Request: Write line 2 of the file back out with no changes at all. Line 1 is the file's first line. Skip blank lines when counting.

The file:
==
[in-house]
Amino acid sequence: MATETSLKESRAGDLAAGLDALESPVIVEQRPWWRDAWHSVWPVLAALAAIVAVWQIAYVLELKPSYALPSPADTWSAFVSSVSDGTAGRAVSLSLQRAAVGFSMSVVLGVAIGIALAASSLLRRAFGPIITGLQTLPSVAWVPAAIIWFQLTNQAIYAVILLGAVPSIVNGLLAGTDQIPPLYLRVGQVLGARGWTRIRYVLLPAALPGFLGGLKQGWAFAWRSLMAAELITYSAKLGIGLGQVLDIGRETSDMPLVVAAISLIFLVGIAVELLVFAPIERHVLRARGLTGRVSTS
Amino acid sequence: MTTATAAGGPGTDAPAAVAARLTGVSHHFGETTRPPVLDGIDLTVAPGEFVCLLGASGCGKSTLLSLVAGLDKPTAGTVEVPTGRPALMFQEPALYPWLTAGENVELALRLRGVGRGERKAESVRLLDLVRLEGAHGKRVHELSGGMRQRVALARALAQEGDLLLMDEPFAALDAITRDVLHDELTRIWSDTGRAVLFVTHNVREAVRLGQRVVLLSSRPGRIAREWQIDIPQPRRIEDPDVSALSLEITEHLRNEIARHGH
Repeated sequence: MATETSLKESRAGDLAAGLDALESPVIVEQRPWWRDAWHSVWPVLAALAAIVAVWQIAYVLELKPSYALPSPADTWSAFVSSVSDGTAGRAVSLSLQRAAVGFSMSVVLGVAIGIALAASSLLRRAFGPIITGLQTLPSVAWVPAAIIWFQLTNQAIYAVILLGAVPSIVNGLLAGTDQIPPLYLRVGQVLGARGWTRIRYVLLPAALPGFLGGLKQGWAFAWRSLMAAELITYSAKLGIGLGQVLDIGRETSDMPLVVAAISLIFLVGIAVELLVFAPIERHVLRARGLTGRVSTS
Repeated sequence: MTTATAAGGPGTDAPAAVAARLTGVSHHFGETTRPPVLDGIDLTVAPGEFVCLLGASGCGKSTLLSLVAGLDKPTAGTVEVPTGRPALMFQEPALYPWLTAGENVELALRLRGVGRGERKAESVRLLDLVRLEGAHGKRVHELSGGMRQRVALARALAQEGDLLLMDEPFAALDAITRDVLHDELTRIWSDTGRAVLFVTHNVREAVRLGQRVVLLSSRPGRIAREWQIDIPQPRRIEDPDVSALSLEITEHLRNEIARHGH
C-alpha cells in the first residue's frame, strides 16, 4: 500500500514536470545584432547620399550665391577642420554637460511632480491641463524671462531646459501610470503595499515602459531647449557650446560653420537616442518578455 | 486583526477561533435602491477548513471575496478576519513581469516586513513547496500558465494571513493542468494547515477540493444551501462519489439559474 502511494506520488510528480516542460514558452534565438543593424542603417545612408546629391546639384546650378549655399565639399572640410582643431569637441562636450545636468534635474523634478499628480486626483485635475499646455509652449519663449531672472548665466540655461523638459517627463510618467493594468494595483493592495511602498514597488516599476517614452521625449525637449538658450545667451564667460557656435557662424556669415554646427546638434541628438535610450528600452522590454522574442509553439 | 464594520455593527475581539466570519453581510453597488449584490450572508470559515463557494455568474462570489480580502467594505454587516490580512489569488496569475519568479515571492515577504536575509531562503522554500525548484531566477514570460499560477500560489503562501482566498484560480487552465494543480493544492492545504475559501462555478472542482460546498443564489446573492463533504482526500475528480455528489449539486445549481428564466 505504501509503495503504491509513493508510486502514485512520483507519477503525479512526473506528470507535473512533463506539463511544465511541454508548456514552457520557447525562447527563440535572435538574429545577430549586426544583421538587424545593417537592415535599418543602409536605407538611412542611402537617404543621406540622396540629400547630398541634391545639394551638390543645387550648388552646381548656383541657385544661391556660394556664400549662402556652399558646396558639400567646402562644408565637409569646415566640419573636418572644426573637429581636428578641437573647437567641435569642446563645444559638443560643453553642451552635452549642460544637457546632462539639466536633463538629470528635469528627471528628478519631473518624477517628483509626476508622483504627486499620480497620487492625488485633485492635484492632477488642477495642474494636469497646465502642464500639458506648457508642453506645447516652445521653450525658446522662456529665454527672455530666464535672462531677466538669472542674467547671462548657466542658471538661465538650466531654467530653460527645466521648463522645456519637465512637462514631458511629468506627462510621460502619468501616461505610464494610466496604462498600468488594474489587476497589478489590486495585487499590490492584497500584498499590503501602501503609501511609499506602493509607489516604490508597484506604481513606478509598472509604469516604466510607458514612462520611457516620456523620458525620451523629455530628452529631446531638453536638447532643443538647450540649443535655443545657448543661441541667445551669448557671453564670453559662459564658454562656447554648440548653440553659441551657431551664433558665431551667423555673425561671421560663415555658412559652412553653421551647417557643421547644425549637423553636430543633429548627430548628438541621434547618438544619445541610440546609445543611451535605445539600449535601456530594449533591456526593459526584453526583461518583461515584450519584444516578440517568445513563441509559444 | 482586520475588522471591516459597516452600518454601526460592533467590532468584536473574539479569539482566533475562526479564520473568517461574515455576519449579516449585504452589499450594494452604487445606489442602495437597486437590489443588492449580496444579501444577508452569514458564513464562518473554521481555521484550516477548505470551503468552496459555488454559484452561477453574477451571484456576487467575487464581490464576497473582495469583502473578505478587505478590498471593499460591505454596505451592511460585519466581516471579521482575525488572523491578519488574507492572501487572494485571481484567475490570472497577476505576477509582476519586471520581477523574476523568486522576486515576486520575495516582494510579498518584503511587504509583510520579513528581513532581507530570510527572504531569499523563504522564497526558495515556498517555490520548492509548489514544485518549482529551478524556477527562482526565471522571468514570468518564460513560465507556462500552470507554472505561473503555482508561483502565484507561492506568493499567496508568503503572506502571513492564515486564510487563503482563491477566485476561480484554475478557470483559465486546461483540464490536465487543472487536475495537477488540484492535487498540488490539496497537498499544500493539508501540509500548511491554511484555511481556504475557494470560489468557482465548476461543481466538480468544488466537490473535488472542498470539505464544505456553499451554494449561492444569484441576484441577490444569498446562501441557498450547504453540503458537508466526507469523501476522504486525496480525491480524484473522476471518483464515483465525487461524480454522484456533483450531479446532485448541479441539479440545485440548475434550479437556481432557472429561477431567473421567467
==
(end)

Amino acid sequence: MATETSLKESRAGDLAAGLDALESPVIVEQRPWWRDAWHSVWPVLAALAAIVAVWQIAYVLELKPSYALPSPADTWSAFVSSVSDGTAGRAVSLSLQRAAVGFSMSVVLGVAIGIALAASSLLRRAFGPIITGLQTLPSVAWVPAAIIWFQLTNQAIYAVILLGAVPSIVNGLLAGTDQIPPLYLRVGQVLGARGWTRIRYVLLPAALPGFLGGLKQGWAFAWRSLMAAELITYSAKLGIGLGQVLDIGRETSDMPLVVAAISLIFLVGIAVELLVFAPIERHVLRARGLTGRVSTS